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Latest updated COVID figures; Beware of computer hackers


(EDITOR’S NOTE: The below information is current as of 2:30 p.m. Monday, March 30. As we know, the news regarding Coronavirus and responses is changing by the minute. We will work to update as needed.)

Daily statistics

According to the Centers of Disease Control, www.cdc.gov, the national confirmed COVID-19 cases increased from 122,653 March 29, to 140,904 March 30. There have been 2,405 deaths.

In New Mexico, confirmed cases rose from 208 March 28 to 237 March 29 (with two deaths) and 17 cases in Doña Ana County. In Texas, cases increased from 2,552 March 29 to 2,877 March 30, with 38 deaths. El Paso County has confirmed 40 cases. Of those 40 cases in El Paso County, 25, or 63 percent, are people under age 50. Information from Mexico is more difficult to track, but Ciudad Juarez has so far confirmed at least five cases. Nationwide, Mexico reported 993 cases as of March 29, with 20 deaths, and the country is urging business closures and social distancing.

Regional Statistics

NEW MEXICO (info from March 29)

11,006 people tested

237 positive (1.9%)

2 deaths

17 cases in Doña Ana County

Source: NM Dept of Health (https://cv.nmhealth.org/)


35,880 people tested

2,877 positive (8.0%)

38 deaths

40 cases in El Paso County

Source: Texas Dept of Health (https://www.dshs.texas.gov/news/updates.shtm#coronavirus)

Watch out for the other kind of virus: the computer kind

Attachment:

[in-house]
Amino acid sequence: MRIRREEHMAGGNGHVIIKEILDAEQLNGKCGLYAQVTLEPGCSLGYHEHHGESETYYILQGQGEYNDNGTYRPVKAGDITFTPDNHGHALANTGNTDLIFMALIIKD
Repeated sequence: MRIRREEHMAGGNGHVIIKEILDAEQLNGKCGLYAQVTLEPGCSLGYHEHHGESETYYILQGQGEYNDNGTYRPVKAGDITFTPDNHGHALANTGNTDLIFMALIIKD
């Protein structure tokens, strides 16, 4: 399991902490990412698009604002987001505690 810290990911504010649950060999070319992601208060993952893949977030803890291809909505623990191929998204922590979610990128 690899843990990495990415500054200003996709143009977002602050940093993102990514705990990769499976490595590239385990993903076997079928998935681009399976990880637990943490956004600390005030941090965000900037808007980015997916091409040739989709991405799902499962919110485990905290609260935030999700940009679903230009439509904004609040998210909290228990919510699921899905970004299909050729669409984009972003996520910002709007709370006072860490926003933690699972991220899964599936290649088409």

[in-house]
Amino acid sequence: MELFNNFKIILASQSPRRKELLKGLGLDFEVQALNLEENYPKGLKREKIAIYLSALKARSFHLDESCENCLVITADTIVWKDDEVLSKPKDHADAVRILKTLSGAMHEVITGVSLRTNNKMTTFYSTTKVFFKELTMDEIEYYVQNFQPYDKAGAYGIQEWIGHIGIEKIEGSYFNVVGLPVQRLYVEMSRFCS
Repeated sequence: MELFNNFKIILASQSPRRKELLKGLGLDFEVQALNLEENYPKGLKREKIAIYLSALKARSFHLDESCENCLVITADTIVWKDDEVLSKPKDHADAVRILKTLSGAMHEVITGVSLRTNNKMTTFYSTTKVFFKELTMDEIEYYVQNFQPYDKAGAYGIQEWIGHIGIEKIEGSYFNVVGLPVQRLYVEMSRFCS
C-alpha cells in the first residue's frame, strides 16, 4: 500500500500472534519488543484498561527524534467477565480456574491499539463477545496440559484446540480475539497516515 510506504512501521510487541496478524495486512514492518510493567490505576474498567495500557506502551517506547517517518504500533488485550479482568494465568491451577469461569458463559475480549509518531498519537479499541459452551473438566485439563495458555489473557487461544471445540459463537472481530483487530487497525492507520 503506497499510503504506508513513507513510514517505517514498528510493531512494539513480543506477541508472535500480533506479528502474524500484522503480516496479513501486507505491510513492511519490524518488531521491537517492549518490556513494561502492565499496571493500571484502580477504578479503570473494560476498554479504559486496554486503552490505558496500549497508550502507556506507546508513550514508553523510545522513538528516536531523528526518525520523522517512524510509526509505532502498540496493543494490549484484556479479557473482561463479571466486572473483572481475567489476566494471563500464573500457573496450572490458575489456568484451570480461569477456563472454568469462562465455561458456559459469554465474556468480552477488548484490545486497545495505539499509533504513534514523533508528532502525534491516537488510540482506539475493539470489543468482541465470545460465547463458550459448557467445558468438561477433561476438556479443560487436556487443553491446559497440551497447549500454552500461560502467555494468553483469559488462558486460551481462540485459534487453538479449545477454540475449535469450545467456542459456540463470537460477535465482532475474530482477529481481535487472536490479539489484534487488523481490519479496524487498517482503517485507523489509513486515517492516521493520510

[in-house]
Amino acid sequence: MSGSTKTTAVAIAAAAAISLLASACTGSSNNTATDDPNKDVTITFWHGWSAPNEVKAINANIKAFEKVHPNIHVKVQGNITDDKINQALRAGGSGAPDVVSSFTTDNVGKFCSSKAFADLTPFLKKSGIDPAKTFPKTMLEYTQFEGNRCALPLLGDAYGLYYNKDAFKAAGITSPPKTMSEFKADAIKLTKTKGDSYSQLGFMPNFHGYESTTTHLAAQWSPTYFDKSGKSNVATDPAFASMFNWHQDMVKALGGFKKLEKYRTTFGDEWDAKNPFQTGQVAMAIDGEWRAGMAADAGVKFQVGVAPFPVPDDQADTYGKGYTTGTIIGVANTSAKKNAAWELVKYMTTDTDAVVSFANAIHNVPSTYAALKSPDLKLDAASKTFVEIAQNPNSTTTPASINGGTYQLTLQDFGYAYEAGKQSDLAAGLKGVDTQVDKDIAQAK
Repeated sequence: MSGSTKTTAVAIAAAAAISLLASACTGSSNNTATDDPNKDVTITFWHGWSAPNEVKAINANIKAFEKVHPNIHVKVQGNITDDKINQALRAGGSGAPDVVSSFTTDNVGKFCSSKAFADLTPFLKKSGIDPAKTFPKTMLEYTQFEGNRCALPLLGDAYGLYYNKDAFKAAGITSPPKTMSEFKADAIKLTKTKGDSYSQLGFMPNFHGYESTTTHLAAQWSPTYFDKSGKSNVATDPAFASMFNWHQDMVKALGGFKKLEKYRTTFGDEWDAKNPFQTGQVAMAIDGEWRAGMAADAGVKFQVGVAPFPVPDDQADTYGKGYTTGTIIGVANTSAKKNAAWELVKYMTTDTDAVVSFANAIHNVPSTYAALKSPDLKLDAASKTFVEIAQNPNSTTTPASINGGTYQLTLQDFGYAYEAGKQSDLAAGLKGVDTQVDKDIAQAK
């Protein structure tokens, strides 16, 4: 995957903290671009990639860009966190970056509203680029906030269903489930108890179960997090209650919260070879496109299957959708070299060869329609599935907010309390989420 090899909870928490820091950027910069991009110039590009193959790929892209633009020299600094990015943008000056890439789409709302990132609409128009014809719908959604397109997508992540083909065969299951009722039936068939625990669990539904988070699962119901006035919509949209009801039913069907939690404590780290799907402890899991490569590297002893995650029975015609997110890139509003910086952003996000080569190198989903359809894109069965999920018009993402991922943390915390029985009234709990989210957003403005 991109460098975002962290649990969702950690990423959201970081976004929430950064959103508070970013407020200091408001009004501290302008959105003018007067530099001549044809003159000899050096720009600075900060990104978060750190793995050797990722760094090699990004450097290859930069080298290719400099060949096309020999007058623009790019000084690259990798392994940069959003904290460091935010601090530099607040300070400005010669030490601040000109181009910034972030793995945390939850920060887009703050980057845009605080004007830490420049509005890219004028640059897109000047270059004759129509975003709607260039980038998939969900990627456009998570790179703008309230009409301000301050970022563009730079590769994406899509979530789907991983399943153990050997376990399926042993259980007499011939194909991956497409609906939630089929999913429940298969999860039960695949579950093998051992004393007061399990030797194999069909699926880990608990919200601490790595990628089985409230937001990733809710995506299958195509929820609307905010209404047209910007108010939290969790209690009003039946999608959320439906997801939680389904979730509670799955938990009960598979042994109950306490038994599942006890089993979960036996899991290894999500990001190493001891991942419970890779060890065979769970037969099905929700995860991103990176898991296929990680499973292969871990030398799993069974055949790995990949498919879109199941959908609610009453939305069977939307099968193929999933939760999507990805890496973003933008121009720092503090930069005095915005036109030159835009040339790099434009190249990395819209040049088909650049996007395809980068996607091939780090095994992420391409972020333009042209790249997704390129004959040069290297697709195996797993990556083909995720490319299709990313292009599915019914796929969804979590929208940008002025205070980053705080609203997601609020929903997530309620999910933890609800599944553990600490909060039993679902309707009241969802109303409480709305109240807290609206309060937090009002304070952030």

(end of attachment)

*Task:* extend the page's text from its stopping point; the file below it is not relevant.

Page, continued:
This new environment of many Americans working from home is going to be a great experiment for all the computer hackers of the world.

 So here are some precautions to look for.

  • Places where you sign in with your email and password.

                Even if it’s a place you’ve signed in 100 times before, take a closer look at it. Some of the hackers are really adept at creating sign-in windows that look just like the real thing (whether it’s Microsoft, Pandora, your bank, or whatever). Just look for little differences.

  • Don’t click on these. Many of the hackers use “phishing” techniques to lure you in. So if you see pop-up ads or other invitations that sound really enticing, steer clear. They could include things like the following, especially geared for current times:
  • Click here to learn about the sure-fire COVID-19 vaccine. Only available to the first 100 people!
  • Want to double your $1,200 stimulus check from the government? Click here to find out how?
  • Is your grandmother in the nursing home already dead from COVID-19? Here’s how to find out what information they’re keeping from you.

As creative as Americans have been in working out telecommuting set-ups, just remember the hackers are always two or three steps ahead, trying to find ways into secured servers all over the world.

For some general tips on keeping your computer and connections secure, read these tips from computer software protection company Norton, https://us.norton.com/internetsecurity-emerging-threats-working-from-home-due-to-coronavirus.html

For specific advice to you and your company’s situation, please consult your business’s IT administrator.